Special Counsel Robert Mueller Seized Russian Trolls’ ‘Nude Selfies’
The special counsel turned over reams of material from the email and social media accounts of accused Russian trolls.
Special Counsel Robert Mueller has collected at least three million pages of material from the email and social media accounts of accused Russian trolls, including random spam and “nude selfies.”
This is according to a new filing by Washington, D.C., lawyer Eric Dubelier, who’s representing one of the defendants in Mueller’s case against the Internet Research Agency, the St. Petersburg troll farm that used fake accounts to sow discord and boost Donald Trump in the 2016 election.
Mueller's team has given Dubelier nearly 4 million pages of pre-trial discovery, but designated 3.2 million of those pages as too sensitive for the lawyer to share with his own client in Russia, despite the fact that the documents are unclassified and came largely from the trolls’ own accounts at services like Gmail and Yahoo.
In rifling through the files, though, Dubelier found lots of seemingly innocuous content like spam, personal messages having nothing to do with election interference, and “personal naked selfie photographs.”
In a recent motion Dubelier asked the court to lift a protective order that bans him from sending the discovery on to Russia. In a Thursday filing he opposed Mueller’s move to provide classified information to the judge supposedly justifying the restrictions.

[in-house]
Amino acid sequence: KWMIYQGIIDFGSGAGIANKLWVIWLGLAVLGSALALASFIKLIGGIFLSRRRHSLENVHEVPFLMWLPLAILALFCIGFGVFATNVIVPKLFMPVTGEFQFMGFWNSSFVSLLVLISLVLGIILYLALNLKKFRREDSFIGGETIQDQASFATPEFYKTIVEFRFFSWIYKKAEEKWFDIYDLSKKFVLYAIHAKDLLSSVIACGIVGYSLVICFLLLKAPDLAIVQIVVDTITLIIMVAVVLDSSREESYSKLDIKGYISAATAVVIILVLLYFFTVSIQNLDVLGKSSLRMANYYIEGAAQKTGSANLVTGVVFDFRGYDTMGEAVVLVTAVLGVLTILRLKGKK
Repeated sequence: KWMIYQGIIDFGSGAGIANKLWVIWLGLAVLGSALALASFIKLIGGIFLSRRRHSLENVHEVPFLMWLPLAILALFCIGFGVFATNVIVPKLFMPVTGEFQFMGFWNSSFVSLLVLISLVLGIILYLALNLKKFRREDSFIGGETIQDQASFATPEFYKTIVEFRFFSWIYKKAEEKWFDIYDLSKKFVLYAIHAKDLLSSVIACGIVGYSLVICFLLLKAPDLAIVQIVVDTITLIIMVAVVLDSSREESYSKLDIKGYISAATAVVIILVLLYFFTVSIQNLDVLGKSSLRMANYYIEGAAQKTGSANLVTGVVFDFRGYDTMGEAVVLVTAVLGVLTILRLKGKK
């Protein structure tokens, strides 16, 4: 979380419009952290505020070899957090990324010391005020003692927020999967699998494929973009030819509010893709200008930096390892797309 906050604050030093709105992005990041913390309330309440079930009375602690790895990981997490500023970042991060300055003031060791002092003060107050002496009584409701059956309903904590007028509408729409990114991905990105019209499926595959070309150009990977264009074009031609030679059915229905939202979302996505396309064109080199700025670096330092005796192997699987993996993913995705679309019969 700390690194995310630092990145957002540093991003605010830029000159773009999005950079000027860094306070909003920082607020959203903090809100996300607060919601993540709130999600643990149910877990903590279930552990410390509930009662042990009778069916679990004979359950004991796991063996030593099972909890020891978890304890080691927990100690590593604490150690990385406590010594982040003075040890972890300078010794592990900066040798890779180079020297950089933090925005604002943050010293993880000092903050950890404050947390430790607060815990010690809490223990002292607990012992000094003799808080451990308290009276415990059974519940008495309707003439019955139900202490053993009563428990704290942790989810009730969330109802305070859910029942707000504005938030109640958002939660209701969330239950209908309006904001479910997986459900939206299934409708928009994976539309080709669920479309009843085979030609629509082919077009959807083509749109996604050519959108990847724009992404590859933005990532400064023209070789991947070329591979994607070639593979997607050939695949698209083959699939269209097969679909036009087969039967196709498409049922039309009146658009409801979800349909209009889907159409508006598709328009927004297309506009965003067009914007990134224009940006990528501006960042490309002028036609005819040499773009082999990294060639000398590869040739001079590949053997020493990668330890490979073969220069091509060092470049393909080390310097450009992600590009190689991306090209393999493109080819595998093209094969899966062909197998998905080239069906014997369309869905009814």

Mueller’s position in part is that a review of the emails would reveal U.S. surveillance capabilities, a contention Dubelier mocked in his motion, which calls the indictment a “first-of-its-kind, make-believe case.”
“Could the manner in which he [Mueller] collected a nude selfie really threaten the national security of the United States?” wrote Dubelier, a partner at Reed Smith.
Dubelier represents the company charged with financing the troll factory, Concord Management and Consulting, a Russian firm run by Yevgeny Prigozhin, a close Kremlin ally known as “Putin’s Chef.”
Concord is so far the only defendant to put in an appearance in the case, and, judging from court filings, Mueller finds that suspicious. Mueller has accused Prigozhin of using his company as a “stalking horse” to obtain the government’s evidence without leaving the safety of Russia.
Prigozhin is also charged individually, but he can’t mount a defense or obtain pre-trial discovery without showing up in Washington, which thus far he’s declined to do. His company, though, can defend itself from afar without anyone risking prison, because it’s a corporation and not a person.
Dubelier’s first move after taking the case was to demand the identities of Mueller’s informants, details of any electronic surveillance in the case, and a list of “each and every instance” since 1945 in which the U.S. “engaged in operations to interfere with elections and political processes in any foreign country.”
In all, Mueller has between 1.5 and 2 terabytes of data about the Russian troll farm gathered from several hundred sources.
“The government recognizes that these documents are not classified,” one of Mueller’s prosecutors, L. Rush Atkinson, wrote last June. “Nevertheless, as the Court noted, they do concern highly sensitive matters, including ongoing investigations.”